Is there a way to improved method for separating a substring from search position text via indexOf?

The method I use I need to put +13 and -1 inside the calculation when searching the position of each part of the text (const Before and const After), is there a more reliable and correct way?

  const PositionBefore = TextScript.indexOf(Before)+13;
  const PositionAfter = TextScript.indexOf(After)-1;

My fear is that for some reason the search text changes and I forget to change the numbers for the calculation and this causes an error in the retrieved text.

The part of text i’m return is date and hour:

2021-08-31 19:12:08
function Clock() {
  var sheet = SpreadsheetApp.getActive().getSheetByName('Clock');
  var url = '';
  const contentText = UrlFetchApp.fetch(url).getContentText();
  const $ = Cheerio.load(contentText);
  const Before = '"timestamp":"';
  const After = '});n    block.registerForCallbacks();';
  var ElementSelect = $('script:contains(' + Before + ')');
  var TextScript = ElementSelect.html().replace("n","");
  const PositionBefore = TextScript.indexOf(Before)+13;
  const PositionAfter = TextScript.indexOf(After)-1;
  sheet.getRange(1, 1).setValue(TextScript.substring(PositionBefore, PositionAfter));

Example full text colected in var TextScript:

  (function() {
    var block = new HomeMatchesBlock('block_home_matches_31', 'block_home_matches', {"block_service_id":"home_index_block_homematches","date":"2021-08-31","display":"all","timestamp":"2021-08-31 19:12:08"});
    $('block_home_matches_31_1_1').observe('click', function() { block.filterContent({"display":"all"}); }.bind(block));
$('block_home_matches_31_1_2').observe('click', function() { block.filterContent({"display":"now_playing"}); }.bind(block));

      block.setAttribute('colspan_left', 2);
  block.setAttribute('colspan_right', 2);



There is no way to eliminate the risk of structural changes to the source content.

You can take some steps to minimize the likelihood that you forget to change your code – for example, by removing the need for hard-coded +13 and -1. But there can be other reasons for your code to fail, beyond that.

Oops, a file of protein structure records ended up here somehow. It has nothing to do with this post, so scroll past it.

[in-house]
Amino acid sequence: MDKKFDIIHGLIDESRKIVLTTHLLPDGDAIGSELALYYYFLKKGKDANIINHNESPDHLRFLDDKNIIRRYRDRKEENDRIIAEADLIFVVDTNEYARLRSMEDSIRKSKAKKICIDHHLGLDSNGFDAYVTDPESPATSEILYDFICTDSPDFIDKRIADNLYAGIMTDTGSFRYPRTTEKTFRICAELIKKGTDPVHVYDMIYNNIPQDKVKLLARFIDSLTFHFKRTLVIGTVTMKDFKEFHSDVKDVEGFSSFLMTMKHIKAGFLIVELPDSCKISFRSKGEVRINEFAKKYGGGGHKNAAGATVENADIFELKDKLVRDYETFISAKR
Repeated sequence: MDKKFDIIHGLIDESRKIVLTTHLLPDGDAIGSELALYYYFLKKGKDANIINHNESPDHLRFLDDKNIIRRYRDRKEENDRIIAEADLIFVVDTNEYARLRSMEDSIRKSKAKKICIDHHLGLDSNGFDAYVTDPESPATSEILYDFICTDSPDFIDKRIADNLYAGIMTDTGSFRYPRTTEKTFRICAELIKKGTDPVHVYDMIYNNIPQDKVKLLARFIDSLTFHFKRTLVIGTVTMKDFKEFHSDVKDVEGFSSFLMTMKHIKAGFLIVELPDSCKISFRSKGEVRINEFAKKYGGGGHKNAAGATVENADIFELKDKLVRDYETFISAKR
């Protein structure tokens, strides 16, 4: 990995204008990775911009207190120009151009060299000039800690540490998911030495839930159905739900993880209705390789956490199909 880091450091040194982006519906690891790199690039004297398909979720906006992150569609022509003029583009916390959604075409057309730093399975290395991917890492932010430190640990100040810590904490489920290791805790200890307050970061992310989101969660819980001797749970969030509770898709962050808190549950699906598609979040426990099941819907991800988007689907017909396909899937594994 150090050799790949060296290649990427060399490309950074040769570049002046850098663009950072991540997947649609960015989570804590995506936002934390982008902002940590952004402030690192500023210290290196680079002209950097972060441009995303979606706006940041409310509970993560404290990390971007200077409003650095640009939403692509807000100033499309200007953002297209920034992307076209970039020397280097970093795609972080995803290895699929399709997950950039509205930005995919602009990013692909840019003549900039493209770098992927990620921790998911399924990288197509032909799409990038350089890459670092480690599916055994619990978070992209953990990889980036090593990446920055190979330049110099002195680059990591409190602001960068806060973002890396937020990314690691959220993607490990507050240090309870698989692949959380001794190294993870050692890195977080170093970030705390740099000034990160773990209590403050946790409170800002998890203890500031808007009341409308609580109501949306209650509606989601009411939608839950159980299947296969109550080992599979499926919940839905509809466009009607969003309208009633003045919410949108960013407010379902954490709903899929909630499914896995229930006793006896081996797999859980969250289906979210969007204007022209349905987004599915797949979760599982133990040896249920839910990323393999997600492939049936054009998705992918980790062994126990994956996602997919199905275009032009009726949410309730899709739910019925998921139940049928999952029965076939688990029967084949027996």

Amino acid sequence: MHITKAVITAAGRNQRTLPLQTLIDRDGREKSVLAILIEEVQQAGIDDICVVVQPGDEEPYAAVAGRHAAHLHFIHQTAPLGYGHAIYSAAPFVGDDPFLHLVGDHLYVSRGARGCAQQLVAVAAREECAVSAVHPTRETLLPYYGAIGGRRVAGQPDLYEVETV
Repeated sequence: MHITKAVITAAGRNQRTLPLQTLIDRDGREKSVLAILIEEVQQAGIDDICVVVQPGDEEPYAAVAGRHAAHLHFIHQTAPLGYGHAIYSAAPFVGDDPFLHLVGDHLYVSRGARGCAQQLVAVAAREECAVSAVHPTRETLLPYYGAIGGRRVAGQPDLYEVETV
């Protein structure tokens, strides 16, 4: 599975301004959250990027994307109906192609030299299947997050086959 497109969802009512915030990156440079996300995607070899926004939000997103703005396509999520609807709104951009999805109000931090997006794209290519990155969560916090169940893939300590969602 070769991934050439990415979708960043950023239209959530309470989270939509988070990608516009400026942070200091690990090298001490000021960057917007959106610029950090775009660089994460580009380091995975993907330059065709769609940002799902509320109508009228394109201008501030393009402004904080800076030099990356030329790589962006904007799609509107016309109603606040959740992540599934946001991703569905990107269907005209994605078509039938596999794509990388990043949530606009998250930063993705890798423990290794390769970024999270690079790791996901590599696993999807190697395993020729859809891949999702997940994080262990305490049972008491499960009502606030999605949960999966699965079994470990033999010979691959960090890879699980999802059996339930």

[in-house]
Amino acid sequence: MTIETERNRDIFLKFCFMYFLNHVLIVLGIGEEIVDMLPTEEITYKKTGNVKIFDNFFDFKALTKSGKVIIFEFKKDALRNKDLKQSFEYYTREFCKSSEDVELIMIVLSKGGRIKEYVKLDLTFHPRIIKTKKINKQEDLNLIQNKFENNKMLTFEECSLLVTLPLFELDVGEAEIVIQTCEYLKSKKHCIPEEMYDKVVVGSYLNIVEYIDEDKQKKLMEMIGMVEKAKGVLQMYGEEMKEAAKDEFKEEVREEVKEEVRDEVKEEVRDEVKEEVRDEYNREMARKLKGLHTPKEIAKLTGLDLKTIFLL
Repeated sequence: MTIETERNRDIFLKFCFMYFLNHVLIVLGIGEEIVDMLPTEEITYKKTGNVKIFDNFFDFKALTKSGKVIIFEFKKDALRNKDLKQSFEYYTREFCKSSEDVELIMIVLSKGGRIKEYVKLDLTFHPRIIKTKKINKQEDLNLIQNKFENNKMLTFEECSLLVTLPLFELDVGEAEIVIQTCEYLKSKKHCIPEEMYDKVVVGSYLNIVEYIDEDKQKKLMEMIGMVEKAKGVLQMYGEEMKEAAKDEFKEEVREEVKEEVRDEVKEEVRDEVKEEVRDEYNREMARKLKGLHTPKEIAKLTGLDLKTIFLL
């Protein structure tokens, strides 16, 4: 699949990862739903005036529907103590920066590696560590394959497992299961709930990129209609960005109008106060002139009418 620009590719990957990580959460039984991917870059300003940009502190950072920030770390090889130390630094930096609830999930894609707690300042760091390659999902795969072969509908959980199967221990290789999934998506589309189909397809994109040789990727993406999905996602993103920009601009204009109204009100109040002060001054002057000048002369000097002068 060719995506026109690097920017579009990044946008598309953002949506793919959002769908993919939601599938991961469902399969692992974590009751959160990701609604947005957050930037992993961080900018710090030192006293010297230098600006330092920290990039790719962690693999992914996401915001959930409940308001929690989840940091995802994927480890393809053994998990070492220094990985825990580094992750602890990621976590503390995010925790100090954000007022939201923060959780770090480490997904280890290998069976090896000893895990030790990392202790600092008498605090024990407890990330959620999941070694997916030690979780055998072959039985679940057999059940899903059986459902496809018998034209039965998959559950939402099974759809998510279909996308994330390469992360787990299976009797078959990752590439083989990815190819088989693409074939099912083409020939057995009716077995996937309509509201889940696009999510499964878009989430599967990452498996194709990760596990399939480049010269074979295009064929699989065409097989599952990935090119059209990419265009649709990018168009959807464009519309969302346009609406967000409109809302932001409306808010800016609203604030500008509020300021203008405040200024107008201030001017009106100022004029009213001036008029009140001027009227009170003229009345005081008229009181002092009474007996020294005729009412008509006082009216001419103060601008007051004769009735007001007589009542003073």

It’s probably more important to make it extremely obvious when your code does fail.

Consider the following sample (which does not use Cheerio, for simplicity):

function demoHandler() {
  var url = '';
  const contentText = UrlFetchApp.fetch(url).getContentText();

  var matchedJsonString = contentText.match(/{.*?"timestamp".*?}/)[0];
  if ( matchedJsonString ) {
    try {
      var json = JSON.parse(matchedJsonString);
    } catch(err) {
      console.log( err ); // "SyntaxError..."
  } else {
    consle.log( 'Something went terribly wrong...' )


When you run the above function it prints the following to the console:

2021-08-31 23:18:46

It does this by assuming the key value of "timestamp" is part of a JSON string, starting with { and ending with }.

You can therefore extract this JSON string and convert it to a JavaScript object and then access the timestamp value directly, without needing to handle substrings.

If the JSON is not valid you will get an explicit error similar to this:

[SyntaxError: Unexpected token c in JSON at position 0]

Scraping web page data almost always has these types of risk: Your code can be brittle and break easily if the source structure changes without warning. Just try to make suc changes as noticeable as possible. In your case, write the errors to your spreadsheet and make it really obvious (red, bold, etc.).

And make good use of try...catch statements. See: try…catch